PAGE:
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23 Jan 2013

CUHK Launches the First Hong Kong Sign Language Browser in Hong KongCreating an Communication Platform between Deaf and Hearing People

23 Jan 2013
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A group photo of presenters with the representatives of the deaf associations

(From right) Prof. Felix SZE, Research Assistant Professor, Department of Linguistics and Modern Languages, CUHK; Prof. Gladys TANG, Director of Centre for Sign Linguistics and Deaf Studies, CUHK; Mr. Michael CHOI and Miss Brenda YU, Language research project assistant, Centre for Sign Linguistics and Deaf studies; and Miss Cassia CHENG, Sign language interpreter.

Interface of HKSL Browser

Above the clip: different lexical variations are represented by different colours

The Centre for Sign Linguistics and Deaf Studies (CSLDS) of the Department of Linguistics and Modern Languages of The Chinese University of Hong Kong (CUHK) launched the Hong Kong Sign Language Browser today (23 January), which is the first comprehensive online database of Hong Kong Sign Language (HKSL). It aims at creating an online platform to promote inclusion of deaf and hearing people as well as to provide supporting services for deaf people. The browser was supported by the Government Fund under the Control of Permanent Secretary for Labour and Welfare to implement Public Education Activities on Rehabilitation 2012-2013.

The CSLDS Director Prof. Gladys Tang said, ‘Sign language is an effective medium of communication between deaf and hearing people while sign interpreters can provide a bridge of communication. We can avoid the problems caused by miscommunications in domains of medicine, law, and education if the deaf community is supported by sign language professions.’

HKSL Browser is an online platform based on sign linguistics. It aims at promoting HKSL to the public and supporting sign language related activities, such as deaf education and sign interpretation, as to fit the need of deaf community. The Browser is devoted to the recording of lexical signs and their background, including frequency of usage, users’ age distributions, origin of the signs, etc. There are about 1,100 HKSL lexical items in the database and it will be continuously enriched and updated by CSLDS. The database also includes videos of demonstrations and lexical variations used by different deaf organizations. Different deaf organizations might use different lexical variations to express the same meaning. The working group of HKSL Browser collects the lexical variations comprehensively and analyzes how they are used by different deaf organizations.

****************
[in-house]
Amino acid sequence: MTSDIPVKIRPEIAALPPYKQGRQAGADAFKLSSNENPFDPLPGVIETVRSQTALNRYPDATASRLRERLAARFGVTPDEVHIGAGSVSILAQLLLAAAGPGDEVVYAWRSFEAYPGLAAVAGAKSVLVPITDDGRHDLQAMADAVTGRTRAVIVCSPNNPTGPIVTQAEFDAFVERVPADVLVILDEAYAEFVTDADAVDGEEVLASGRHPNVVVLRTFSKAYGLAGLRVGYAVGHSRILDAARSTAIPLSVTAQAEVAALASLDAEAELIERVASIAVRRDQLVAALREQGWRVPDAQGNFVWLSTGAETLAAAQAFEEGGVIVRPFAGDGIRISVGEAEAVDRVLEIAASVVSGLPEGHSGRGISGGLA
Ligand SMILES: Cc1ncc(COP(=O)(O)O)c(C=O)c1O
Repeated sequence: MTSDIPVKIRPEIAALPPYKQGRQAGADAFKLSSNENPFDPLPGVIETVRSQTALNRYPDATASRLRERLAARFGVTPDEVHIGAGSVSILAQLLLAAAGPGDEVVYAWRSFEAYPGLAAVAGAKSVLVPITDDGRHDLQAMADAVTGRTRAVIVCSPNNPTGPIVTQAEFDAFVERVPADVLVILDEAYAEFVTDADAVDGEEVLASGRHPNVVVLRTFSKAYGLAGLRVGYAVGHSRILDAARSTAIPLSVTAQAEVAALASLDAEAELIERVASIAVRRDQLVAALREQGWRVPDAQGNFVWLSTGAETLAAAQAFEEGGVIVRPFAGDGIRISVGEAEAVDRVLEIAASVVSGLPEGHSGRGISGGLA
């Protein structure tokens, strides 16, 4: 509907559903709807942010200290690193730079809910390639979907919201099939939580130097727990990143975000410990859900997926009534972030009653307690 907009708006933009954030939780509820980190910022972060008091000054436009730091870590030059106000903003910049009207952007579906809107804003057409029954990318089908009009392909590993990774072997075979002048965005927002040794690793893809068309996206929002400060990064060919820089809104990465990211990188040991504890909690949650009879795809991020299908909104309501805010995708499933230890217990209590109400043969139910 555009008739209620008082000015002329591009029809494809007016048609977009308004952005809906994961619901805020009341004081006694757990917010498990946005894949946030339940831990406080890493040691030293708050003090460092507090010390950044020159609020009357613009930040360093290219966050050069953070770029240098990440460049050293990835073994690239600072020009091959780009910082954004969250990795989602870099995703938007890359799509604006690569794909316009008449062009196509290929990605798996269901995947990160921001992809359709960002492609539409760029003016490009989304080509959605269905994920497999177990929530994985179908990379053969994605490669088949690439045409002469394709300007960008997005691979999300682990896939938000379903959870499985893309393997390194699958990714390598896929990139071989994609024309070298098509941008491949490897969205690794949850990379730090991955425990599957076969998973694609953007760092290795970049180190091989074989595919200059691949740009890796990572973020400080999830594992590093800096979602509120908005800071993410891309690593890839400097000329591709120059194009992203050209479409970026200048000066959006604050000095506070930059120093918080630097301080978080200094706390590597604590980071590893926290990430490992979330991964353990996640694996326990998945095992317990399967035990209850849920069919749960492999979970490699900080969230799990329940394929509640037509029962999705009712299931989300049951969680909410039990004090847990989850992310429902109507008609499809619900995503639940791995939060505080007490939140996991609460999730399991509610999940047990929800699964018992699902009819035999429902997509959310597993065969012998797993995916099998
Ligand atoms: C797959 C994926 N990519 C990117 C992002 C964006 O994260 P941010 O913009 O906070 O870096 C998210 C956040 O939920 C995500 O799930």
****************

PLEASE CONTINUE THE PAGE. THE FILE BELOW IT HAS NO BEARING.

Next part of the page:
Through the use of the Browser, it is hoped that the deaf people can receive more supports, and the general public will be able to understand the usage of the collected signs by looking at the lexical variations used by different deaf organizations, frequency of use by the members of these deaf organizations, distribution of age of users, etc.

For the development of sign language professions, the long term goal of HKSL Browser is to develop different modules in the sign language lexical database. These modules include medicine, law, computer and technology, education, etc. This will promote the development of sign language professions and support the deaf services, in addition to recording HKSL.

The HKSL Browser: http://www.cslds.org/hkslbrowser

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A group photo of presenters with the representatives of the deaf associations

 

(From right) Prof. Felix SZE, Research Assistant Professor, Department of Linguistics and Modern Languages, CUHK; Prof. Gladys TANG, Director of Centre for Sign Linguistics and Deaf Studies, CUHK; Mr. Michael CHOI and Miss Brenda YU, Language research project assistant, Centre for Sign Linguistics and Deaf studies; and Miss Cassia CHENG, Sign language interpreter.

 

Interface of HKSL Browser

 

Above the clip: different lexical variations are represented by different colours